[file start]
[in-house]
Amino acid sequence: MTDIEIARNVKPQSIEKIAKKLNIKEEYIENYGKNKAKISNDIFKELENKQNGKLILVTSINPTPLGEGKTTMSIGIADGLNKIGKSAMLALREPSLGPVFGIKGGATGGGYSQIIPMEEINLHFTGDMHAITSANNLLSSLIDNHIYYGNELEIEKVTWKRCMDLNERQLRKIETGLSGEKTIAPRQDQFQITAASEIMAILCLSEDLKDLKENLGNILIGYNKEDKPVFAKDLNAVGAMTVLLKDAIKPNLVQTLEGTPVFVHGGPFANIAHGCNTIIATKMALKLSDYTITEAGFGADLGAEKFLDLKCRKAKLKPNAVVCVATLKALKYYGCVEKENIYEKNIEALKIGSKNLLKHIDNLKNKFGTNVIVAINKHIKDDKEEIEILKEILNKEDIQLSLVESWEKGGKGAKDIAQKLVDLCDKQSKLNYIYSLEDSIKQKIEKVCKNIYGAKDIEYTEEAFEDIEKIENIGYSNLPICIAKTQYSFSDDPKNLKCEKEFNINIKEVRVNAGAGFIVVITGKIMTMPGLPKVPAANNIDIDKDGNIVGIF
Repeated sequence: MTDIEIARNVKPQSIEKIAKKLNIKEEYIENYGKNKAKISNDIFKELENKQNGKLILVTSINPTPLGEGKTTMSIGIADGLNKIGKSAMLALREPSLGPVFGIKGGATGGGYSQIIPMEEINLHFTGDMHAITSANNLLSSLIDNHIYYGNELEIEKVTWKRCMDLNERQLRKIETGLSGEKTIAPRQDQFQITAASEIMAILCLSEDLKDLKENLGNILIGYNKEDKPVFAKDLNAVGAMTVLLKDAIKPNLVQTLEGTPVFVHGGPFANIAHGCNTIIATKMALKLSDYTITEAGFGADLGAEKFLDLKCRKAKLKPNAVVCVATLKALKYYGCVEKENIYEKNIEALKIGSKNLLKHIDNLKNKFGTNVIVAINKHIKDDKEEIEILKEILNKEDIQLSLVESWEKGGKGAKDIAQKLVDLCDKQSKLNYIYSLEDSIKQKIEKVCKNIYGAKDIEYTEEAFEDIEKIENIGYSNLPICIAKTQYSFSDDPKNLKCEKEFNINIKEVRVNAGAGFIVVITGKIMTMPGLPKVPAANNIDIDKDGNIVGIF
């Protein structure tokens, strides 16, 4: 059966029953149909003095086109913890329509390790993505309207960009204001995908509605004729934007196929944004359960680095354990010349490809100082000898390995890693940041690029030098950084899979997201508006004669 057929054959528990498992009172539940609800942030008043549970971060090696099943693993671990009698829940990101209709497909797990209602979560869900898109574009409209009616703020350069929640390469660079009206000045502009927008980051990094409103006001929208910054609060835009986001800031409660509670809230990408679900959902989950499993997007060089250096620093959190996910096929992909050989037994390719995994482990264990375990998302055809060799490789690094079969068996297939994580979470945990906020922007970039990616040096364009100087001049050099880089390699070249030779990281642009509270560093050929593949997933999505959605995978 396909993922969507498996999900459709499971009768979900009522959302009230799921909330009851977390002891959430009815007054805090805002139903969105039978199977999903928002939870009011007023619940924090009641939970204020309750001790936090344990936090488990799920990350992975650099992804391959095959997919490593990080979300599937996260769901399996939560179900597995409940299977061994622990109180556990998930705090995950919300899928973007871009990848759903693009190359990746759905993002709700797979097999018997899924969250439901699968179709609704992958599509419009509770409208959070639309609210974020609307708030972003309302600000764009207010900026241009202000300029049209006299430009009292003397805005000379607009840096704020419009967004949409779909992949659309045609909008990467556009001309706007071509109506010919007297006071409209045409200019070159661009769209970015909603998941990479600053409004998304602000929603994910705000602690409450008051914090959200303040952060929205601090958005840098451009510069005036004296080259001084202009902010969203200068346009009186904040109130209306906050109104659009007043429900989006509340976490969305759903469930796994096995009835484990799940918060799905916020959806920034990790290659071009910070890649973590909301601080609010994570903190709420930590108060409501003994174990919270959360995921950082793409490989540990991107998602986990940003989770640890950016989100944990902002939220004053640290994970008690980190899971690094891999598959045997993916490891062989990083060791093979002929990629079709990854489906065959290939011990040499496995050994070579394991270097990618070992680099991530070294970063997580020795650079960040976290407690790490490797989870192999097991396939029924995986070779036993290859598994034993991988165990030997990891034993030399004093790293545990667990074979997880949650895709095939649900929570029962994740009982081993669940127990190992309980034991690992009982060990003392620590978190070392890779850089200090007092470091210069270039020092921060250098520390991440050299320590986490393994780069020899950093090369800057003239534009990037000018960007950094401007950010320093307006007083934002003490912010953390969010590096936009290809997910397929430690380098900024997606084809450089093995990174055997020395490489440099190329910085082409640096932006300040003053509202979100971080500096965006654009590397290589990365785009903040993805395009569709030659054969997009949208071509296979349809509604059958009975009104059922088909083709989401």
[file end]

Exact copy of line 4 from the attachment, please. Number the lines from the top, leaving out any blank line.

């Protein structure tokens, strides 16, 4: 059966029953149909003095086109913890329509390790993505309207960009204001995908509605004729934007196929944004359960680095354990010349490809100082000898390995890693940041690029030098950084899979997201508006004669 057929054959528990498992009172539940609800942030008043549970971060090696099943693993671990009698829940990101209709497909797990209602979560869900898109574009409209009616703020350069929640390469660079009206000045502009927008980051990094409103006001929208910054609060835009986001800031409660509670809230990408679900959902989950499993997007060089250096620093959190996910096929992909050989037994390719995994482990264990375990998302055809060799490789690094079969068996297939994580979470945990906020922007970039990616040096364009100087001049050099880089390699070249030779990281642009509270560093050929593949997933999505959605995978 396909993922969507498996999900459709499971009768979900009522959302009230799921909330009851977390002891959430009815007054805090805002139903969105039978199977999903928002939870009011007023619940924090009641939970204020309750001790936090344990936090488990799920990350992975650099992804391959095959997919490593990080979300599937996260769901399996939560179900597995409940299977061994622990109180556990998930705090995950919300899928973007871009990848759903693009190359990746759905993002709700797979097999018997899924969250439901699968179709609704992958599509419009509770409208959070639309609210974020609307708030972003309302600000764009207010900026241009202000300029049209006299430009009292003397805005000379607009840096704020419009967004949409779909992949659309045609909008990467556009001309706007071509109506010919007297006071409209045409200019070159661009769209970015909603998941990479600053409004998304602000929603994910705000602690409450008051914090959200303040952060929205601090958005840098451009510069005036004296080259001084202009902010969203200068346009009186904040109130209306906050109104659009007043429900989006509340976490969305759903469930796994096995009835484990799940918060799905916020959806920034990790290659071009910070890649973590909301601080609010994570903190709420930590108060409501003994174990919270959360995921950082793409490989540990991107998602986990940003989770640890950016989100944990902002939220004053640290994970008690980190899971690094891999598959045997993916490891062989990083060791093979002929990629079709990854489906065959290939011990040499496995050994070579394991270097990618070992680099991530070294970063997580020795650079960040976290407690790490490797989870192999097991396939029924995986070779036993290859598994034993991988165990030997990891034993030399004093790293545990667990074979997880949650895709095939649900929570029962994740009982081993669940127990190992309980034991690992009982060990003392620590978190070392890779850089200090007092470091210069270039020092921060250098520390991440050299320590986490393994780069020899950093090369800057003239534009990037000018960007950094401007950010320093307006007083934002003490912010953390969010590096936009290809997910397929430690380098900024997606084809450089093995990174055997020395490489440099190329910085082409640096932006300040003053509202979100971080500096965006654009590397290589990365785009903040993805395009569709030659054969997009949208071509296979349809509604059958009975009104059922088909083709989401």